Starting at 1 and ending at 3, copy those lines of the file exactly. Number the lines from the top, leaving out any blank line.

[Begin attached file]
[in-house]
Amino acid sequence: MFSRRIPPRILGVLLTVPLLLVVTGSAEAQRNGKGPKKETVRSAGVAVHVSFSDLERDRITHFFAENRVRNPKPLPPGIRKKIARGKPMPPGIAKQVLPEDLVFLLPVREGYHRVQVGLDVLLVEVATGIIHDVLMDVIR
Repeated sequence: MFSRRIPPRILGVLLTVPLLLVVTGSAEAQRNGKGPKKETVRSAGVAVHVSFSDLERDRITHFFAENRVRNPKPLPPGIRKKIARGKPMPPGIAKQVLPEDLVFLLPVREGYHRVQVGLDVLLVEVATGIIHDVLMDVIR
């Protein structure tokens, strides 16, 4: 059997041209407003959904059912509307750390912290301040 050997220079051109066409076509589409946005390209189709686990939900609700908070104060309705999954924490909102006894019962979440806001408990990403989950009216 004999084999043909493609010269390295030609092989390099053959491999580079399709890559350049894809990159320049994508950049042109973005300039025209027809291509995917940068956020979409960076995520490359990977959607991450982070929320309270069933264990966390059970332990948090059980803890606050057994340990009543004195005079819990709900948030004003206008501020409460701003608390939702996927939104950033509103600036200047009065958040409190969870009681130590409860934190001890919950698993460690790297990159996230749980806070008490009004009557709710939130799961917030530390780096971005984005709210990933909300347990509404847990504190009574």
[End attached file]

[in-house]
Amino acid sequence: MFSRRIPPRILGVLLTVPLLLVVTGSAEAQRNGKGPKKETVRSAGVAVHVSFSDLERDRITHFFAENRVRNPKPLPPGIRKKIARGKPMPPGIAKQVLPEDLVFLLPVREGYHRVQVGLDVLLVEVATGIIHDVLMDVIR
Repeated sequence: MFSRRIPPRILGVLLTVPLLLVVTGSAEAQRNGKGPKKETVRSAGVAVHVSFSDLERDRITHFFAENRVRNPKPLPPGIRKKIARGKPMPPGIAKQVLPEDLVFLLPVREGYHRVQVGLDVLLVEVATGIIHDVLMDVIR